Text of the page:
It has been a LONG quest. As I mentioned in last week's post, he took somewhere around 4600 pills over the last 6 months. During that time, we had no idea whether what he was taking was placebo or the real medication.
Yesterday, we girded our loins and got in the car before sunrise, knowing that this time it was no rehearsal. Since he had no issues with the applesauce on Thursday, we knew the poisoned apple (sauce) was waiting.
As with previous challenges, there were 11 little applesauce containers lined up on the counter of the exam room. After placing an I.V. line and doing some preliminary vitals, the clinical manager handed him the first container.
For the next two hours, I did my best to either read or pretend to read while other people asked him how he felt. Any change? No change from last time? Do you feel o.k. to go on to the next dose?
Around Dose 4, everyone started visiting a little more. Dose 4 was where he had started noticing the sensation of throat closing last time around. Dose 5 was where it escalated a little; Dose 6 was where they had called it off. 490mg total peanut protein.
Dose 5 came and went uneventfully. Dose 6. Dose 7.
Around Dose 8, my son finally said "I can tell it has peanut it in. I'm starting to feel something in my throat." When asked what the sensation was on a scale from 1 to 10, he answered "1".
Things moved more slowly then. After Dose 9, the sensation in his throat moved up to a "2". After Dose 10, it became a "6". By this time, he was also a little itchy in his throat and the sensation of constriction was getting more and more pronounced. Finally, he coughed a little and the research staff called it off and gave him an antihistamine.
Unfortunately, the feeling of constriction in his throat continued to climb in intensity, despite the antihistamine. My son was starting to feel a little anxious, although nowhere near as anxious as during the initial fail back in April. However, they pulled out the Epi-Pen. In LESS THAN TWO MINUTES (no kidding!), he went from an "8" to a "2" with regard to throat constriction. Thank God for the wonder drug.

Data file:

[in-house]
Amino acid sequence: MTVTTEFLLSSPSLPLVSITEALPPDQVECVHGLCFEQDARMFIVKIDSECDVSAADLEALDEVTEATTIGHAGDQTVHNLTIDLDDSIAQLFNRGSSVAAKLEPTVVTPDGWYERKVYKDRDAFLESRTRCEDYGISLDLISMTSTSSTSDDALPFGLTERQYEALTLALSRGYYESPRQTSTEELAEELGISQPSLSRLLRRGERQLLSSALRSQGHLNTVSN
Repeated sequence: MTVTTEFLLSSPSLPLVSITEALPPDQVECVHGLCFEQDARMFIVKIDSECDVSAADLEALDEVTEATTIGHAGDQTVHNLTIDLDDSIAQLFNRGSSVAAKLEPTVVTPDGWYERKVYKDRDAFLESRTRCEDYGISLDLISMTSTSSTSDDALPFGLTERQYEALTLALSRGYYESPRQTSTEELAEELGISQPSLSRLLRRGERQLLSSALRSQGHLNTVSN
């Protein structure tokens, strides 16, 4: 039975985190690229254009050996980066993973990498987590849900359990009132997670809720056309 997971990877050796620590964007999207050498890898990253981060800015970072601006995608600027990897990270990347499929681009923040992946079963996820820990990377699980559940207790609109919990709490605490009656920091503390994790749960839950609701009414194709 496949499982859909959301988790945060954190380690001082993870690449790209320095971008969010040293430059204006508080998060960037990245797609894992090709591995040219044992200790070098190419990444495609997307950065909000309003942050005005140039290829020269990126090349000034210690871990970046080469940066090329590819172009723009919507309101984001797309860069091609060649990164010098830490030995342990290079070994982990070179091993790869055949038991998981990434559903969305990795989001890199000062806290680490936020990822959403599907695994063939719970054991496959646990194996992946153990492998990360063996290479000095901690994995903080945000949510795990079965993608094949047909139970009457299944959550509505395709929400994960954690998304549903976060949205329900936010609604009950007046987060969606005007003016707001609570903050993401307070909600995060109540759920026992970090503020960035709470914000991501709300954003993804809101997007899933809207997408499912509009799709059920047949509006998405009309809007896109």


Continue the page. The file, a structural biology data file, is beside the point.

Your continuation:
All in all, it was less stressful than the first challenge, even though he got a good bit further. While the clinical director said she couldn't tell me exactly how much peanut he consumed until we complete the next set of challenges in January, she did tell me that the total amount for the trial is 5000 mg of peanut flour, somewhere around 16-17 peanuts. My son completed all but the last dose, so that probably put him in the 4000 mg area.
That's almost eight times the amount of peanut he consumed in April.
Think about that. He achieved a better result than most of the oral tolerance trials...without any actual peanut consumption. Best of all, the medication has been reformulated so kids can hopefully achieve the same result without needing to take 30 pills each day.
So...here we are. What I thought might come to pass has come to pass, thanks to the hard work of a lot of good researchers and some really brave kids.
I asked it back in May and I will ask it again now: How much risk are you willing to take? How much discomfort will you tolerate? Can your kid take 10 pills a day? 5 pills? Will you be willing to undergo a food challenge at the end of the therapy to see if it worked? Will you be the first to step up...or the last?
For us, the real excitement is all ahead. While it's very nice to have a larger buffer with regard to peanut, what we really want to know is whether our son can now tolerate more MILK. A tablespoon of peanut butter is great, but a tablespoon of milk would be even better. Unfortunately, we are still supposed to avoid all baked milk introduction or additional food challenges until the study completes in January. However, that's not long to wait to see if perhaps everything is better for him.
All his food allergies getting better — that's the real Holy Grail. Here's hoping I can clink chalices with you sometime next year when we confirm we're already there.
A heartfelt thank you to all the wonderful people at Lurie's Children's Hospital who made this both possible and easy.